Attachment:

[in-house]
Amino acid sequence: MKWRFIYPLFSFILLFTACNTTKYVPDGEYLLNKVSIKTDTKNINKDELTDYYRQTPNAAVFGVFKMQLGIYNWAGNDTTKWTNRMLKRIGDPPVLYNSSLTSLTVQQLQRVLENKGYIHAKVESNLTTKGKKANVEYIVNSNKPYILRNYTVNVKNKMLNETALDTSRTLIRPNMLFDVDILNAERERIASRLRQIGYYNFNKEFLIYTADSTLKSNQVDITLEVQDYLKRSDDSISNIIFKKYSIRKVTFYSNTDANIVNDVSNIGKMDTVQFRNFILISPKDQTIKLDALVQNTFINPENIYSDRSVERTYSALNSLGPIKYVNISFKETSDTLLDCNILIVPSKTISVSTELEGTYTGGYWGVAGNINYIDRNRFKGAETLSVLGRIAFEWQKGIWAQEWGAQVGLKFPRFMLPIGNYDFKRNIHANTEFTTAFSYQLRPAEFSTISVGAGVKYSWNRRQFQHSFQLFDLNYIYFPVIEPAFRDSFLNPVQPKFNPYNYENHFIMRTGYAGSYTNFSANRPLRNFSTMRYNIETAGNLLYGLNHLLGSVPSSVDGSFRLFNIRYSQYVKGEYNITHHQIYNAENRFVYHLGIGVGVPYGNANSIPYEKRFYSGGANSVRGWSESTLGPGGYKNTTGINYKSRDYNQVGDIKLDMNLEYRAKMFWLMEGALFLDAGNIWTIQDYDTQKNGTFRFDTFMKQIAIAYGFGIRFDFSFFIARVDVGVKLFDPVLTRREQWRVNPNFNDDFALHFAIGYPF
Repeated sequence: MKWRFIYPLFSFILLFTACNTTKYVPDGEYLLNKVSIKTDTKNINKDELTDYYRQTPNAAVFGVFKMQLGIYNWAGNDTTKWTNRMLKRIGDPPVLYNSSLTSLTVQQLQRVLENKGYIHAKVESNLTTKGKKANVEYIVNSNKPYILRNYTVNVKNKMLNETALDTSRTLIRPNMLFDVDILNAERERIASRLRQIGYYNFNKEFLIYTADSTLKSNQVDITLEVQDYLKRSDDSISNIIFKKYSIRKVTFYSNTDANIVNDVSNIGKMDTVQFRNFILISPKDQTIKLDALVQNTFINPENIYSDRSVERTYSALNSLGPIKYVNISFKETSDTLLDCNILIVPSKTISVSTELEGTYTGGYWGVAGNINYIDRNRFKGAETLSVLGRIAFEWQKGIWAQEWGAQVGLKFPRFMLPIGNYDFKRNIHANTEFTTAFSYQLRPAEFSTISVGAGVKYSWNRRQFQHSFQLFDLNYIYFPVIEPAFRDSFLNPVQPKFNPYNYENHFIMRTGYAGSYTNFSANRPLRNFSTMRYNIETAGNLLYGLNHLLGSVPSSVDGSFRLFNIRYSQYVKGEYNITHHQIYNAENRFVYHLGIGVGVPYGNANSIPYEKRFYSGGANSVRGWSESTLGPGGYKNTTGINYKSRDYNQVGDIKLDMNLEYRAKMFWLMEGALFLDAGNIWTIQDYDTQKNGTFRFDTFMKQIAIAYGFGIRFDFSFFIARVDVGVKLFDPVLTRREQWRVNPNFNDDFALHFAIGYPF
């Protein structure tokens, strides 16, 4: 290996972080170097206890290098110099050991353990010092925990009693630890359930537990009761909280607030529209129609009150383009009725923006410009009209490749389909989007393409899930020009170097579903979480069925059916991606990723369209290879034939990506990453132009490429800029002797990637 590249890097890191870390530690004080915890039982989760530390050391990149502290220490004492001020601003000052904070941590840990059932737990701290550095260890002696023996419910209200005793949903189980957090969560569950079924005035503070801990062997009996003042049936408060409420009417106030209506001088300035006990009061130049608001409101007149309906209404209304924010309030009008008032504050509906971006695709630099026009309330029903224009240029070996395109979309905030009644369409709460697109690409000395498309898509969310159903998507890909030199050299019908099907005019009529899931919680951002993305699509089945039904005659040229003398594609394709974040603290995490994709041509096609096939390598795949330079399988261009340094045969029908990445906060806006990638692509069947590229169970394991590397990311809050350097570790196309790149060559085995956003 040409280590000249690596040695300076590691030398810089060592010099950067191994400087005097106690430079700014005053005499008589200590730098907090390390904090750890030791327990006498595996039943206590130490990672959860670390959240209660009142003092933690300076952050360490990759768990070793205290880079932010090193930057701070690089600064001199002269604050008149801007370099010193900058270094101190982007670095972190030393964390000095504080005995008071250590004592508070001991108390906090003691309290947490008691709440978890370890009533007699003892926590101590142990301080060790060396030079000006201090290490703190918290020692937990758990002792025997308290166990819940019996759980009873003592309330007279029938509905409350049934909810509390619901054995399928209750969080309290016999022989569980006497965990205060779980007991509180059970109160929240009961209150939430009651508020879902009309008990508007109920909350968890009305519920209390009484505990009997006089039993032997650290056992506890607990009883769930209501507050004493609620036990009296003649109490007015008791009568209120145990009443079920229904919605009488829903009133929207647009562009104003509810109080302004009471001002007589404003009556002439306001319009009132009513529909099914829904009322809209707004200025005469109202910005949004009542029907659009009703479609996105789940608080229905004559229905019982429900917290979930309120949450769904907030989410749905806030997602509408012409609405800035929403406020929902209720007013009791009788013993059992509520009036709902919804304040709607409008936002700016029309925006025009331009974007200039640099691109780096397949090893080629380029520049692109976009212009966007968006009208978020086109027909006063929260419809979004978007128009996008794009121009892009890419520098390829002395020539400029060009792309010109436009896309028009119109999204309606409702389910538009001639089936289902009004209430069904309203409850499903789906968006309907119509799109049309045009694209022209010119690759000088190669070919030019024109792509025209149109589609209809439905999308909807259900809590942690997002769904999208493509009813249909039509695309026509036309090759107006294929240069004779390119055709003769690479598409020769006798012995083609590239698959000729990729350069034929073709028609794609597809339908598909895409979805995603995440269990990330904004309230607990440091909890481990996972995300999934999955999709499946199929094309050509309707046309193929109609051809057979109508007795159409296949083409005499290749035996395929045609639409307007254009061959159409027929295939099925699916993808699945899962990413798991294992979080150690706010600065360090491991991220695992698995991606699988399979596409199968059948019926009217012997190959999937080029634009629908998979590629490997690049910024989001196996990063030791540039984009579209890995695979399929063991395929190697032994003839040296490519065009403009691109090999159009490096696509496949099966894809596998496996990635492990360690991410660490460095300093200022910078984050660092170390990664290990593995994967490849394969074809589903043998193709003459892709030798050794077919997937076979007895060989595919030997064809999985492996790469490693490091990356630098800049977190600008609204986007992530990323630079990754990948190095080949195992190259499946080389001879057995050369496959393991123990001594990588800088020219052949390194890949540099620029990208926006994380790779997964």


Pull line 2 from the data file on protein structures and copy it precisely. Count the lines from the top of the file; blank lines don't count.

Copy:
Amino acid sequence: MKWRFIYPLFSFILLFTACNTTKYVPDGEYLLNKVSIKTDTKNINKDELTDYYRQTPNAAVFGVFKMQLGIYNWAGNDTTKWTNRMLKRIGDPPVLYNSSLTSLTVQQLQRVLENKGYIHAKVESNLTTKGKKANVEYIVNSNKPYILRNYTVNVKNKMLNETALDTSRTLIRPNMLFDVDILNAERERIASRLRQIGYYNFNKEFLIYTADSTLKSNQVDITLEVQDYLKRSDDSISNIIFKKYSIRKVTFYSNTDANIVNDVSNIGKMDTVQFRNFILISPKDQTIKLDALVQNTFINPENIYSDRSVERTYSALNSLGPIKYVNISFKETSDTLLDCNILIVPSKTISVSTELEGTYTGGYWGVAGNINYIDRNRFKGAETLSVLGRIAFEWQKGIWAQEWGAQVGLKFPRFMLPIGNYDFKRNIHANTEFTTAFSYQLRPAEFSTISVGAGVKYSWNRRQFQHSFQLFDLNYIYFPVIEPAFRDSFLNPVQPKFNPYNYENHFIMRTGYAGSYTNFSANRPLRNFSTMRYNIETAGNLLYGLNHLLGSVPSSVDGSFRLFNIRYSQYVKGEYNITHHQIYNAENRFVYHLGIGVGVPYGNANSIPYEKRFYSGGANSVRGWSESTLGPGGYKNTTGINYKSRDYNQVGDIKLDMNLEYRAKMFWLMEGALFLDAGNIWTIQDYDTQKNGTFRFDTFMKQIAIAYGFGIRFDFSFFIARVDVGVKLFDPVLTRREQWRVNPNFNDDFALHFAIGYPF